Harvard and Tsinghua University researchers claim that wind alone has the potential to meet China’s expected electricity demands in 2030.
To reach their conclusion, the researchers used meteorological data from the Goddard Earth Observing Data Assimilation System (GEOS) at NASA, and assumed the wind energy would be produced from a set of land-based 1.5MW turbines operating in rural areas.
The analysis indicated that a network of wind turbines operating at as little as 20 per cent of their rated capacity could provide potentially as much as 24.7 petawatt-hours of electricity annually, or more than seven times China’s current consumption.
The wind farms would only need to take up land areas of 0.5m square kilometres, or regions about three-quarters of the size of Texas.
By contrast, to meet the increased demand for electricity during the next 20 years using fossil-fuel-based energy sources, China would have to construct coal-fired power plants that could produce the equivalent of 800GW of electricity, resulting in a potential increase of 3.5 gigatons of CO2 per year.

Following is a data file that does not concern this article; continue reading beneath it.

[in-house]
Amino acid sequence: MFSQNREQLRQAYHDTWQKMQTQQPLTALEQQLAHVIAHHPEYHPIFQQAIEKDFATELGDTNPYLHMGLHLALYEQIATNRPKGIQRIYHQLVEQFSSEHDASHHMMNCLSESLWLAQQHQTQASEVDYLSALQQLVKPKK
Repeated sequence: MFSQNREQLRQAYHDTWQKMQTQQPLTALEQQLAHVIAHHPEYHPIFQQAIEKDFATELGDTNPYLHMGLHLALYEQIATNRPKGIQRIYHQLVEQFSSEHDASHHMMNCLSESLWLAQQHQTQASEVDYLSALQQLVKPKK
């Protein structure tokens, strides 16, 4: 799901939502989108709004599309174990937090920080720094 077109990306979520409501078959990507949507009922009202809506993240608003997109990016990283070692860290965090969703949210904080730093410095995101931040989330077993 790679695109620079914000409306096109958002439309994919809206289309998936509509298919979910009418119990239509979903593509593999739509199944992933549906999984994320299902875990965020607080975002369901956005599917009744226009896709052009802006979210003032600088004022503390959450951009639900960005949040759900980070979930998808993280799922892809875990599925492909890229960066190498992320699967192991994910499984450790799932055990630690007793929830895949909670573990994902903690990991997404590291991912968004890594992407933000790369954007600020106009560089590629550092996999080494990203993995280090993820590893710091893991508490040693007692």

Moving to a low-carbon energy future would mean that China would need to make an investment of around $900bn (£539bn) over a 20-year period. The scientists consider this a large but not unreasonable investment given the present size of the Chinese economy. Moreover, whatever the energy source, the country will need to build and support an expanded energy grid to accommodate the anticipated growth in power demand.
Michael B McElroy, Gilbert Butler professor of environmental studies at Harvard’s School of Engineering and Applied Sciences (SEAS) who led the researchers that wrote the analysis, said: ‘China is bringing on several coal-fired power plants a week. By publicising the opportunity for a different way to go we will hope to have a positive influence.’